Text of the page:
Should ads for junk food target kids? Should the government require banks to have wheelchair-accessible counters? Are there better alternatives than time in prison for some crimes?
2018 will be busy for Christians who care about the ways that Canadian society, the larger body within which we live, is shaped by public policies. The next session of parliament is time for the Trudeau government to move from consultation to action on a number of significant matters. Many of the following issues will not make headlines, but their potential for good or harm is substantial. Our health and the way we relate to others are affected by changes in our society.
Bill S-288, if passed, will restrict the marketing of unhealthy foods to children. This is one measure to reduce high obesity rates, which are linked to diabetes and other health risks. Plans for the promised national food strategy – the first such policy – are expected before the summer. Will access to nutritious food be the top priority? How will it fit with the focus on agri-business that has dominated food policy in recent years? Many Canadians are also concerned about how ongoing NAFTA negotiations might affect supply management and food production.
In March 2017 an expert panel report proposed reasonable changes to address concerns about charities and advocacy work. If adopted, these changes would remove the fear of losing charitable status for charities engaging in advocacy activities. There is no excuse for delay on this one. This should be done in 2018 – one check-mark in the category of “promises fulfilled.” The proposed changes would continue to ban partisan political activity but permit advocacy for public policies related to a charity’s work.
Persons with disabilities
Federal accessibility legislation, expected soon, could help to reduce barriers for persons with disabilities. Advocates for the rights of persons with disabilities hope the legislation will go beyond physical access to include access to services, such as aids for employment or education that allow full participation in our society.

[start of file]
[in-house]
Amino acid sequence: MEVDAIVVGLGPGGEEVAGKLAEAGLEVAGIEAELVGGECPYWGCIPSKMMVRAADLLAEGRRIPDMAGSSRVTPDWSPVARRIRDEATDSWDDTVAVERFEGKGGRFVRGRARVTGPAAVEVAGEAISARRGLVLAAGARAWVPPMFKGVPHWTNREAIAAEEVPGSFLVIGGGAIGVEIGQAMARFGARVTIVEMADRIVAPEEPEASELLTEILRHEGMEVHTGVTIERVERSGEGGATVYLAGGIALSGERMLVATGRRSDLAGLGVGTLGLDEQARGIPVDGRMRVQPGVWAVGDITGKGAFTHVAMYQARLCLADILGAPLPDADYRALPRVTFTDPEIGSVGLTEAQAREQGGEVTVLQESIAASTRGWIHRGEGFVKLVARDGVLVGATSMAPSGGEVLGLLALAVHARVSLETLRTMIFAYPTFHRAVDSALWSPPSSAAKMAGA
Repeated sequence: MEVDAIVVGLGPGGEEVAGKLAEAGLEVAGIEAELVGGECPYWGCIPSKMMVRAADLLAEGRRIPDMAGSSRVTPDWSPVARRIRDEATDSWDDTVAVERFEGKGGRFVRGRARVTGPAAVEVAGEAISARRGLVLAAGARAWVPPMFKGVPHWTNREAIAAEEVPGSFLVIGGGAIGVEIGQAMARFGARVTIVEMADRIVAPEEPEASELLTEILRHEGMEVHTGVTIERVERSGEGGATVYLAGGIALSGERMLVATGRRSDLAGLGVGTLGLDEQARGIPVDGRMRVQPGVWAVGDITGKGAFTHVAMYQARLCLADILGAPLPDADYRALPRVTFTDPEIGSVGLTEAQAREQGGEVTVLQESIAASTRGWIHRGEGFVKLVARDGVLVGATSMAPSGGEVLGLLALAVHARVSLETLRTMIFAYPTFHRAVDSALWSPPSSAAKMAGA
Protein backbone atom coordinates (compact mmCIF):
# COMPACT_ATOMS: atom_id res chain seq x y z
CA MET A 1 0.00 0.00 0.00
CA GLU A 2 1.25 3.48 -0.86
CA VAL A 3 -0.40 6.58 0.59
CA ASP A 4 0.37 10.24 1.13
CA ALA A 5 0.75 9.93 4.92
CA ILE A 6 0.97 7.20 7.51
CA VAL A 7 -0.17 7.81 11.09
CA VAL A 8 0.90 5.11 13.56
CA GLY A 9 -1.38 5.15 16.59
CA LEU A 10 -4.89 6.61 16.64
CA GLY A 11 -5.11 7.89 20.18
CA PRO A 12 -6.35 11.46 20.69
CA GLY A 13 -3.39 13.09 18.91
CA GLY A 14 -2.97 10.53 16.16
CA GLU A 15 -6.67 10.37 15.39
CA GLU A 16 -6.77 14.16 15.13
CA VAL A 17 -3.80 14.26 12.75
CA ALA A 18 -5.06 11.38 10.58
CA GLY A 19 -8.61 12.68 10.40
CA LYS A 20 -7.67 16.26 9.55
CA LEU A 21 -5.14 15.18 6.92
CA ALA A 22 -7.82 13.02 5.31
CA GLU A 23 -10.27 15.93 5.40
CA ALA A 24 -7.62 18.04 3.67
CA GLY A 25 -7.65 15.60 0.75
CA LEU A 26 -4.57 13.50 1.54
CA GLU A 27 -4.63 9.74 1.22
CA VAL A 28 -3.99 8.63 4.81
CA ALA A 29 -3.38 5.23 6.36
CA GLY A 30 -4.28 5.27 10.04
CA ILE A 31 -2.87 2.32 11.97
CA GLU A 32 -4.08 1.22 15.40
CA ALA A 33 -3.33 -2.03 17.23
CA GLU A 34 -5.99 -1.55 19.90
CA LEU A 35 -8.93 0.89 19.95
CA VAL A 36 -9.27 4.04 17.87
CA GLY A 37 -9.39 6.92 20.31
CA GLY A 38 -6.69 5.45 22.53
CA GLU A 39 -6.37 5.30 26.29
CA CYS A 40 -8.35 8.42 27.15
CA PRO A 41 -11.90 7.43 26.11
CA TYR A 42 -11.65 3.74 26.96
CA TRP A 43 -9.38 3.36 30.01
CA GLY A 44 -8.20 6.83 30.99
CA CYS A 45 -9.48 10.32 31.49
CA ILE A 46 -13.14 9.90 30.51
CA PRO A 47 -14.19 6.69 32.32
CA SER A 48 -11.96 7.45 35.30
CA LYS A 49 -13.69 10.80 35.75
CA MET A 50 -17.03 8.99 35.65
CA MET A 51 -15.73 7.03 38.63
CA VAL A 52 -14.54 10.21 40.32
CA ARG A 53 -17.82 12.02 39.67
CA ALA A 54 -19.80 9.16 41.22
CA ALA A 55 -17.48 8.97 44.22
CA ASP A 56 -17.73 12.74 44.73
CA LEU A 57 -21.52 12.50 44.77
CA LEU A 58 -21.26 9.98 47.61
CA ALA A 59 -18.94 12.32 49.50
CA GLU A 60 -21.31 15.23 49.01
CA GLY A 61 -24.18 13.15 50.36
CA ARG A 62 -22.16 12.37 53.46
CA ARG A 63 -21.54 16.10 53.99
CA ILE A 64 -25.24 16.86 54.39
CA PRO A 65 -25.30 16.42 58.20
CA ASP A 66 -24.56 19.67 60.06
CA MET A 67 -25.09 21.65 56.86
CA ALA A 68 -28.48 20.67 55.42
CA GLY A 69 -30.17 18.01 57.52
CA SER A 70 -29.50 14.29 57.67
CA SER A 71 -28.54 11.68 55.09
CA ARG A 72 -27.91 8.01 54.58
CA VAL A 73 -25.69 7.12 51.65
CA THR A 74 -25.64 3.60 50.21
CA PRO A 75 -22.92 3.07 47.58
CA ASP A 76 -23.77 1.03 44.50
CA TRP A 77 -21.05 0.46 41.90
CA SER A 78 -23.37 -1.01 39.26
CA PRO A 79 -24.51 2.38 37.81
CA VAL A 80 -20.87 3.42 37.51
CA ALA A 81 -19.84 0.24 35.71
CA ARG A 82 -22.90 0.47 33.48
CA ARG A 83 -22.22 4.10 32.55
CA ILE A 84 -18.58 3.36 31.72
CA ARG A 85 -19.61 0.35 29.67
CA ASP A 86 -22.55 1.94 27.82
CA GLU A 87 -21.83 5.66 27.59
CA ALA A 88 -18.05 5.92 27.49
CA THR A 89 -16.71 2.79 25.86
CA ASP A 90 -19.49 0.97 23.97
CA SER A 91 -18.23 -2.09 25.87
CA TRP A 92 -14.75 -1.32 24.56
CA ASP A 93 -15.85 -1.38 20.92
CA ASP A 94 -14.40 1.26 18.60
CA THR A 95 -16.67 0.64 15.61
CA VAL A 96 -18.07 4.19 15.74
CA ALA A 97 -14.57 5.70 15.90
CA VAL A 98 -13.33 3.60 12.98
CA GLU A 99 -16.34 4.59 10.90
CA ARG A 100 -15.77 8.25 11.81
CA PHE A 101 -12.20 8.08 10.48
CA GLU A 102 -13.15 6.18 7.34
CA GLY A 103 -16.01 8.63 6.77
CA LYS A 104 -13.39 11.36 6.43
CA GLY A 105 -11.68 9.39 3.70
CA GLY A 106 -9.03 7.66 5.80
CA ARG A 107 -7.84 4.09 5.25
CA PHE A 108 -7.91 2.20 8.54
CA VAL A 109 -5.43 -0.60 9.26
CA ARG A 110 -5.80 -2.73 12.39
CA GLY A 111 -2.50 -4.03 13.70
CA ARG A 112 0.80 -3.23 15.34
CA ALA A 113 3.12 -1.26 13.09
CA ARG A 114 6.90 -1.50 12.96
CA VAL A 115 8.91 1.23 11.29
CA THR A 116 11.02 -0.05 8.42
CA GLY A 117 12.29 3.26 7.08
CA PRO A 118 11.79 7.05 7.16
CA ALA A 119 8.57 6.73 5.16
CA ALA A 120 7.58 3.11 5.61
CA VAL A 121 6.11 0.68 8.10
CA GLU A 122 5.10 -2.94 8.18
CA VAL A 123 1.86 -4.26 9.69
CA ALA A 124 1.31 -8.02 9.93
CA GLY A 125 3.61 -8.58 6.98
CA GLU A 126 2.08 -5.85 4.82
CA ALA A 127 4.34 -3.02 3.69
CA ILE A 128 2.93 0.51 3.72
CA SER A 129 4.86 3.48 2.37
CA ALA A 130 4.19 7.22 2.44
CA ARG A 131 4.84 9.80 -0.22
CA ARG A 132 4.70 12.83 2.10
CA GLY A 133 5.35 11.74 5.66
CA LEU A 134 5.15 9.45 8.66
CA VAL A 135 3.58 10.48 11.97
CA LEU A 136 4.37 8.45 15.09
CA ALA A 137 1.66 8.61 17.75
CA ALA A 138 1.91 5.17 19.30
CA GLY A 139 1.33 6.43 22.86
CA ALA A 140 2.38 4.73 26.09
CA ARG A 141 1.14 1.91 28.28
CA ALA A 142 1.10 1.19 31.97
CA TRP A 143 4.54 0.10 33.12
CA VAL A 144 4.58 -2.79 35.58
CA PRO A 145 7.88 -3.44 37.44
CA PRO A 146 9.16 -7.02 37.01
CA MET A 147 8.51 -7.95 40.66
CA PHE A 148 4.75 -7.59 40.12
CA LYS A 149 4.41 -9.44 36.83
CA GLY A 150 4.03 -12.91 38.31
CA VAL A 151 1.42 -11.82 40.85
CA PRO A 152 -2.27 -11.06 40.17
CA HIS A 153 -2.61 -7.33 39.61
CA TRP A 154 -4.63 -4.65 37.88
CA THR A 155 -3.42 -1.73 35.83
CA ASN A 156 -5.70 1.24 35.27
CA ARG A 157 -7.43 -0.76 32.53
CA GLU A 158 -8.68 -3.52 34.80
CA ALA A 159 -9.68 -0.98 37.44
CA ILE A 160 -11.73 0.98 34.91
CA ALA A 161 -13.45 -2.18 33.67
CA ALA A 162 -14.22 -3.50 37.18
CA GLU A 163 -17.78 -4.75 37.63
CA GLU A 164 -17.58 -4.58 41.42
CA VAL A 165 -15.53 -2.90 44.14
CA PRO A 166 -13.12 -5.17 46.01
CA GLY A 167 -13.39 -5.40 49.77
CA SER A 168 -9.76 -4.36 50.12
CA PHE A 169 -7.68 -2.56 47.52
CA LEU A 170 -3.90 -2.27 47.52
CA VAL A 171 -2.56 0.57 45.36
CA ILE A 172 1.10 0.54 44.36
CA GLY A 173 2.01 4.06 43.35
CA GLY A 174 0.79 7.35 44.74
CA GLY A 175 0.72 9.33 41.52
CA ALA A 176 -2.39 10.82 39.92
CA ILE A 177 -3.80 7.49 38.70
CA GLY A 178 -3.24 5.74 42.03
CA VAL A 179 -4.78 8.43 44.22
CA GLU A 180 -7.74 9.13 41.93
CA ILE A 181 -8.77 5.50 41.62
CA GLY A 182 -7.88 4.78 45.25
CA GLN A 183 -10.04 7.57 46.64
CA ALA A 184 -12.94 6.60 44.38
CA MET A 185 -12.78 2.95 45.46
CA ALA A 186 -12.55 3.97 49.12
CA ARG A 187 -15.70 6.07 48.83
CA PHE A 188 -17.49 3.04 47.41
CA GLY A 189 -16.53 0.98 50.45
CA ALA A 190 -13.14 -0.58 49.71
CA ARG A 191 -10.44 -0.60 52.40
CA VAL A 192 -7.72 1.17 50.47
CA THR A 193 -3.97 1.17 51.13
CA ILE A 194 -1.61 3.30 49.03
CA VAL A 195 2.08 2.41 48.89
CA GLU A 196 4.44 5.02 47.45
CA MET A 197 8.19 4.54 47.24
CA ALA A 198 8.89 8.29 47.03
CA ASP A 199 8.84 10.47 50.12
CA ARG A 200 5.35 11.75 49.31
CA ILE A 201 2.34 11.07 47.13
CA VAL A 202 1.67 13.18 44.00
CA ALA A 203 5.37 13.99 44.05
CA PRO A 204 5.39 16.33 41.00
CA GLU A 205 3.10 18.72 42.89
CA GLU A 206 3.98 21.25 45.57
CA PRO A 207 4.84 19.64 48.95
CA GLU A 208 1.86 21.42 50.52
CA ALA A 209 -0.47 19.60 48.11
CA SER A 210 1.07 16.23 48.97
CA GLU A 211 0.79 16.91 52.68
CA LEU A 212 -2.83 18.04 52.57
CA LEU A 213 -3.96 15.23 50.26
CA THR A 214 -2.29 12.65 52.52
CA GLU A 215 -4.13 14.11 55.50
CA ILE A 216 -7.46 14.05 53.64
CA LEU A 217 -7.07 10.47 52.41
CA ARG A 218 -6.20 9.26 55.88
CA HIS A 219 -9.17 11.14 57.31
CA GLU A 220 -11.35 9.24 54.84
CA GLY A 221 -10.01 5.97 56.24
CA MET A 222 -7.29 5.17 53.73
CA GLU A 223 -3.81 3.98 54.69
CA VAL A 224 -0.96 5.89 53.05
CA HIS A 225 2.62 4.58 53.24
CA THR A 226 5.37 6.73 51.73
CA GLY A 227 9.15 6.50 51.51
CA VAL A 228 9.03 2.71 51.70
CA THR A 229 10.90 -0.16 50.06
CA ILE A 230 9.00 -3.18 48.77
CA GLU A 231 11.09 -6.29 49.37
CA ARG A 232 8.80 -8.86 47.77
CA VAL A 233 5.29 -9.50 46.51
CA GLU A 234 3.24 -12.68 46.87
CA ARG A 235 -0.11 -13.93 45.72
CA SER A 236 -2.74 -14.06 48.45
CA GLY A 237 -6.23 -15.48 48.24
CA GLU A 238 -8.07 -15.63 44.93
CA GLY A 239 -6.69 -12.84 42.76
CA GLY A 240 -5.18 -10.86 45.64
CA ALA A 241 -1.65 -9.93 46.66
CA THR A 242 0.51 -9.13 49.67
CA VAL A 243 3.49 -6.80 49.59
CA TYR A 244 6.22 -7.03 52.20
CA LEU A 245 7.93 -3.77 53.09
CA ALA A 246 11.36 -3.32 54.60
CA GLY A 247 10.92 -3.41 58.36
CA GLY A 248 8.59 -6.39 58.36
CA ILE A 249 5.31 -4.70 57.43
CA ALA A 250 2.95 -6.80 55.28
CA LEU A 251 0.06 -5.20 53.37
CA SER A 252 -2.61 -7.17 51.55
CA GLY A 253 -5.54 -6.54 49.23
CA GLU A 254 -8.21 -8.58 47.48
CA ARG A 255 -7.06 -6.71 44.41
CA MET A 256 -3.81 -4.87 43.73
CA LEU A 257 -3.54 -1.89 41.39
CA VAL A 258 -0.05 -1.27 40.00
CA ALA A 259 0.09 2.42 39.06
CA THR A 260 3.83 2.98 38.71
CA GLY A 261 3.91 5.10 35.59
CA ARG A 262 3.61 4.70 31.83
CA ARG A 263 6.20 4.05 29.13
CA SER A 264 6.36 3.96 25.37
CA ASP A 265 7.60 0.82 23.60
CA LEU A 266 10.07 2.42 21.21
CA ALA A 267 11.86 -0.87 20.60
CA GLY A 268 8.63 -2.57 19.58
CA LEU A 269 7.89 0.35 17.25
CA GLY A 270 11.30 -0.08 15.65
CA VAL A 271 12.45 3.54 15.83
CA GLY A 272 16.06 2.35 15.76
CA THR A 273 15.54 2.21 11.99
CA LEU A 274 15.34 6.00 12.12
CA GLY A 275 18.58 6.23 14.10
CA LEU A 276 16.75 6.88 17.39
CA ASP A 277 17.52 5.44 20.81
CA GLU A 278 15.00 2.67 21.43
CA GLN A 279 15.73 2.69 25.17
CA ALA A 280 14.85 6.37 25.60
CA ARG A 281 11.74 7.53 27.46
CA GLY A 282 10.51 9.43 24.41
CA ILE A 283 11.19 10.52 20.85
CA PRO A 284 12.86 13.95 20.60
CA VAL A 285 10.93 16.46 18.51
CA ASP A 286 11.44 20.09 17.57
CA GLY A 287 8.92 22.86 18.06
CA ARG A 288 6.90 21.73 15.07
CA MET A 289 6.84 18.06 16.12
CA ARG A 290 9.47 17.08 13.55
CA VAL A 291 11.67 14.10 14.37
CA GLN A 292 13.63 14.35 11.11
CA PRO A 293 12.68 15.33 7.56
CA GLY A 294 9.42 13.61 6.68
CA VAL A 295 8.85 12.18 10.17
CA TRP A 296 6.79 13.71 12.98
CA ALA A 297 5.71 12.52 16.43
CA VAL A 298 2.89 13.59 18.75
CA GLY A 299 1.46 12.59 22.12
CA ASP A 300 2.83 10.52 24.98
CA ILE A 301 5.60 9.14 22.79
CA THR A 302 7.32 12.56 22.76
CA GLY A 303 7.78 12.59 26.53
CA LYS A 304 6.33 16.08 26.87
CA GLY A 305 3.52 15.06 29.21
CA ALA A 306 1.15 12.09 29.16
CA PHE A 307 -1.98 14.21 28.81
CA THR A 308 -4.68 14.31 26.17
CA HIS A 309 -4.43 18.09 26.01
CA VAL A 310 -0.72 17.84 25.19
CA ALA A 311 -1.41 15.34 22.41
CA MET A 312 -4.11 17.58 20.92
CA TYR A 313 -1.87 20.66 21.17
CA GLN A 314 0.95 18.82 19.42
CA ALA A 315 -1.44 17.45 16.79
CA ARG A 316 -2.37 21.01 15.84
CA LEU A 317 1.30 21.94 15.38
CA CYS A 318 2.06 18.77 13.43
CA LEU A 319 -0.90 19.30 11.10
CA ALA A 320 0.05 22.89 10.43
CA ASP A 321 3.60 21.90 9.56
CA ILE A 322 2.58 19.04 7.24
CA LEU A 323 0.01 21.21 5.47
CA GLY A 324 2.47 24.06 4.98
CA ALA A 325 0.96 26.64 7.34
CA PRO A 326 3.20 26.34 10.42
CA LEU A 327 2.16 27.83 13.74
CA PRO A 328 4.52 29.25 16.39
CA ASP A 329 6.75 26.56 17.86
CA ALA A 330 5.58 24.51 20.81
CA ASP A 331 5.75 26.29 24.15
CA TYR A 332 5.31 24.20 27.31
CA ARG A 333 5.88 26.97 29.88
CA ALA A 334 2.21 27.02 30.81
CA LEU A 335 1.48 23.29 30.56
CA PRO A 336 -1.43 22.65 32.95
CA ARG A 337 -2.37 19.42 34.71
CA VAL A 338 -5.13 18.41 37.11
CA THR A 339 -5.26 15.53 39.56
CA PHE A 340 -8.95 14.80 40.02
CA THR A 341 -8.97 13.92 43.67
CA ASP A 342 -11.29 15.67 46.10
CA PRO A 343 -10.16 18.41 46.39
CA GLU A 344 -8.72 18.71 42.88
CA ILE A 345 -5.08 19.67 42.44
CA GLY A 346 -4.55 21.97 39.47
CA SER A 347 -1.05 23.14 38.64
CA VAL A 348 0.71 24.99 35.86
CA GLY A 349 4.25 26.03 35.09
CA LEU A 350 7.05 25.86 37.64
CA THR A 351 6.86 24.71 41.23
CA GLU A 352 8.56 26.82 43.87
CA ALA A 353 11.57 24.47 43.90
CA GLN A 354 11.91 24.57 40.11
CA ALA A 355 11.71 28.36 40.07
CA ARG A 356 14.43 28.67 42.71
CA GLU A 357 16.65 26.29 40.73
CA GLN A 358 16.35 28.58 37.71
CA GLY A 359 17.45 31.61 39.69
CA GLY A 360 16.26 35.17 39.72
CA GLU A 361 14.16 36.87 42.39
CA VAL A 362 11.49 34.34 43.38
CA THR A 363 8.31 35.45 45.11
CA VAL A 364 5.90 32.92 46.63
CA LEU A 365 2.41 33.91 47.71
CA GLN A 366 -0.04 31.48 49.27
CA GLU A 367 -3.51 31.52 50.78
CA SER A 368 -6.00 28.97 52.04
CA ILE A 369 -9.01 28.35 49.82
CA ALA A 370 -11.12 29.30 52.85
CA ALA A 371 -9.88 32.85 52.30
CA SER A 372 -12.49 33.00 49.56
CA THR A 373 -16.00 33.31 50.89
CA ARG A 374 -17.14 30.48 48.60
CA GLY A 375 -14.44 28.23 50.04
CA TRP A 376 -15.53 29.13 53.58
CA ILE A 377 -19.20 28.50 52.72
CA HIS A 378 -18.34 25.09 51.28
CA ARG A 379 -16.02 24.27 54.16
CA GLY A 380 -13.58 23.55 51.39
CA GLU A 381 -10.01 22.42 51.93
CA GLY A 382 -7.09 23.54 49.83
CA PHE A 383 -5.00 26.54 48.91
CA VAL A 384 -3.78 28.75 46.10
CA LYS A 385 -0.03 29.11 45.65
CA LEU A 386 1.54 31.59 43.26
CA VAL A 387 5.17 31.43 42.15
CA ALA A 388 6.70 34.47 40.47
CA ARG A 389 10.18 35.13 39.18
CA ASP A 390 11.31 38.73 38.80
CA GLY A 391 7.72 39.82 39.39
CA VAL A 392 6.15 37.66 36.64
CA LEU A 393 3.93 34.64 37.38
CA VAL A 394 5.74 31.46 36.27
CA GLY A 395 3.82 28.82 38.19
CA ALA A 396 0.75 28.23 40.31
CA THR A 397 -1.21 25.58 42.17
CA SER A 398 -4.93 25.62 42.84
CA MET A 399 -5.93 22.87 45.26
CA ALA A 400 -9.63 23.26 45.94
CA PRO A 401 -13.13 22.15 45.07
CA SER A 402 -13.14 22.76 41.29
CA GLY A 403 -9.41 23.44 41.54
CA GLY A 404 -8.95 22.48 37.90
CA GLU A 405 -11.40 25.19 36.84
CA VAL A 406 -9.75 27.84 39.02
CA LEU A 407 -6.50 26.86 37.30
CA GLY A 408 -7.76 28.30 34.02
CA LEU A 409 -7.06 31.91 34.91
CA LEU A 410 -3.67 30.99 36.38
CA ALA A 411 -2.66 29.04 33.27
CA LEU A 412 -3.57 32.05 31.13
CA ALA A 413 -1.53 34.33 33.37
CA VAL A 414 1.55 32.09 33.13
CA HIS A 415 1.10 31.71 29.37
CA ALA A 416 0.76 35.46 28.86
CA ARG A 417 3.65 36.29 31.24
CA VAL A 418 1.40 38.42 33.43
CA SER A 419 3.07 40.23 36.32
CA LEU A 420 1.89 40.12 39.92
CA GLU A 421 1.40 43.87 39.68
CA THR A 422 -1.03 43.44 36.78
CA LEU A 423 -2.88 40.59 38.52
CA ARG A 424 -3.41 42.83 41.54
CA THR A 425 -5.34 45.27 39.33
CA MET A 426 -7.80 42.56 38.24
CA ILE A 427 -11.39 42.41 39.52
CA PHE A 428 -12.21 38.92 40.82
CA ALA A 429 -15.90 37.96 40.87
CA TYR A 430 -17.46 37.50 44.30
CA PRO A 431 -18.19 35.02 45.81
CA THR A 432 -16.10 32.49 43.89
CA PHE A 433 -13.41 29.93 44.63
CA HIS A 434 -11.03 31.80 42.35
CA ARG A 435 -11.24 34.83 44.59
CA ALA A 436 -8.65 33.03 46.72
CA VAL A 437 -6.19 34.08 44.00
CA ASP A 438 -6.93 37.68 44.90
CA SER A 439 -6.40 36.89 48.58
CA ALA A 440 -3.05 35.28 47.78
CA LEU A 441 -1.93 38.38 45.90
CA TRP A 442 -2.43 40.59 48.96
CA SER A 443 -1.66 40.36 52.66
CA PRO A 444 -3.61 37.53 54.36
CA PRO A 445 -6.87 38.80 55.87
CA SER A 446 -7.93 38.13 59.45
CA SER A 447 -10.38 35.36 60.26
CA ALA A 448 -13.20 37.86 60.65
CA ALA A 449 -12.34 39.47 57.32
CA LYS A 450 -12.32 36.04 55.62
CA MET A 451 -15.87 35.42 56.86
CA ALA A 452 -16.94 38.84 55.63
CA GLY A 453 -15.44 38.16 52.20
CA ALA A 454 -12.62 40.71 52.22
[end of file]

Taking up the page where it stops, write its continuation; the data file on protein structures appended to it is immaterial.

Criminal law reform
More restorative justice options are expected to be part of what the government is calling transformative change in the criminal justice system. After years of tinkering that catered to a “fear of crime” political agenda, a comprehensive approach has merits. Rules for solitary confinement, as one example, will be changed to comply with recent court rulings. However, some are now advocating for quick passage of changes to the minimum sentence laws, out of concern that a comprehensive package could easily get bogged down in parliament, resulting in no change before the next election. The scope of proposed change should become evident this year.
Family law reform
Children could benefit from promised reforms of family law and the family court system in 2018. Two priorities are finding better ways to protect the best interests of children and reducing the unacceptably high rates of domestic violence in Canada through earlier and less adversarial measures. The death of two girls on Christmas Day in Victoria, B.C., while in the care of a troubled parent, and high profile deaths of women through intimate violence are tragedies; they add pressure for changes that have been discussed for years by those who provide family services in Canada. But this is a complex, messy area of public policy with a high potential for unintended consequences, which makes change difficult. Public consultations this year should reveal whether proposed changes will be cosmetic or substantive.